McCartney’s Must Own Masterpiece with White Hot Stamper Sound

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The best tracks here have the quality of LIVE MUSIC in a way that not one out of a hundred rock records do. It sounds like it’s recorded live in the studio, but of course that’s impossible, because Paul plays practically all the instruments himself! It just goes to show how good a multi-track studio recording can sound when done well.

What the best sides of this McCartney Classic from 1970 have to offer is not hard to hear:

  • The biggest, most immediate staging in the largest acoustic space
  • The most Tubey Magic, without which you have almost nothing. CDs give you clean and clear. Only the best vintage vinyl import pressings like this one offer the kind of Tubey Magic that was on the tapes in 1970
  • Tight, note-like, rich, full-bodied bass, with the correct amount of weight down low
  • Natural tonality in the midrange — with the guitars and drums having the correct sound for this kind of recording
  • Transparency and resolution, critical to hearing into the three-dimensional space of the studio

No doubt there’s more but we hope that should do for now. Playing the record is the only way to hear all of the qualities we listed above, and playing the best pressings against a pile of other copies under rigorously controlled conditions is the only way to find a pressing that sounds as good as this one does.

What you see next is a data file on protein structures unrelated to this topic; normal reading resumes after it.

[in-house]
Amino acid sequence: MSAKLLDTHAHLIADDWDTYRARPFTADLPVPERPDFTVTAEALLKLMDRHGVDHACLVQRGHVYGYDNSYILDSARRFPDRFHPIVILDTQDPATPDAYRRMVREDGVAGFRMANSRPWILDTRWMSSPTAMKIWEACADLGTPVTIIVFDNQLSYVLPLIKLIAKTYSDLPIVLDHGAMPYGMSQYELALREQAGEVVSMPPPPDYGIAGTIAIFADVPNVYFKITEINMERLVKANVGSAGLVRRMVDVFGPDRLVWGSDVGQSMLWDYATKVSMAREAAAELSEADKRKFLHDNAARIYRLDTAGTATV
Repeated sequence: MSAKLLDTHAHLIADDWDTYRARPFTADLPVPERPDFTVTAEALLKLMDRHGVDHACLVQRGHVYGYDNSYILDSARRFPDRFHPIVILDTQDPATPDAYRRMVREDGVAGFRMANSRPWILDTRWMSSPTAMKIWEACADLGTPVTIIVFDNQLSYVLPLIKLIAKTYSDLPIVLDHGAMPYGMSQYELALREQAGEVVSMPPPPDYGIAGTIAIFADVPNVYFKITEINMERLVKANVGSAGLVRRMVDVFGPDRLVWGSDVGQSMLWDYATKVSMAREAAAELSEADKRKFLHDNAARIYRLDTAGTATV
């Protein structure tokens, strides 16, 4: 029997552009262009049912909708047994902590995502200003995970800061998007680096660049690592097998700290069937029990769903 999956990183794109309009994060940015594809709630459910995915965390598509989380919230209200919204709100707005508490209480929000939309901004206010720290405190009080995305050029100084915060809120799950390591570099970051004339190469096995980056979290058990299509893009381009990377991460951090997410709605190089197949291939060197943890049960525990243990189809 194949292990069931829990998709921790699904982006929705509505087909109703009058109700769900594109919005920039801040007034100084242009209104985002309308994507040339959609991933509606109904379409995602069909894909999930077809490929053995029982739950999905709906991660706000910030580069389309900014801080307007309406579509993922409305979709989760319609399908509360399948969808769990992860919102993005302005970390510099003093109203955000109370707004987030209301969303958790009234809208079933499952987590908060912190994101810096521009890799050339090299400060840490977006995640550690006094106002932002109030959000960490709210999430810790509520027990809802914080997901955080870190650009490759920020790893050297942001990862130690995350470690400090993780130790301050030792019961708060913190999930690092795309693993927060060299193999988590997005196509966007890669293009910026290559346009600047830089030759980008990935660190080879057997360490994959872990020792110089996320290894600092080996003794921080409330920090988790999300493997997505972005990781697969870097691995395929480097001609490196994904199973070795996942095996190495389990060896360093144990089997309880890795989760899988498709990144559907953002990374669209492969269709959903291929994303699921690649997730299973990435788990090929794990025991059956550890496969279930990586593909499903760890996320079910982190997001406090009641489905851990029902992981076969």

Looking For The McCartney Magic? Look No Further

In our experience, the real McCartney Magic is only found on the best domestic Apple pressings. We’ve never heard an import that did much for us, and the later CBS issues are hardly worth the vinyl they’re pressed on.

This album, like Unplugged and Band on the Run (and not a whole lot else) is SUPERB from start to finish. At the end of side two you want MORE. I wish I could say that about the rest of his discography.

Always A Struggle

It’s practically impossible to find clean copies of this album that sound good. We went through a big pile of our best copies this week and eventually found the sound (and surfaces) we were looking for. I can’t tell you how many copies we had to toss because they were noisy, had marks that played, weak sonics, or all three.

Mint Minus Minus is about as quiet as any early pressing will play, and since only the right early pressings have any hope of sounding right on this album, that will most often be the playing condition of the copies we sell. (The copies that are even a bit noisier get listed on the site are seriously reduced prices or traded back in to the local record stores we shop at.)

Those of you looking for quiet vinyl will have to settle for the sound of later pressings, imports and Heavy Vinyl reissues, purchased elsewhere of course as we have no interest in selling records that don’t have the vintage analog magic of these wonderful originals.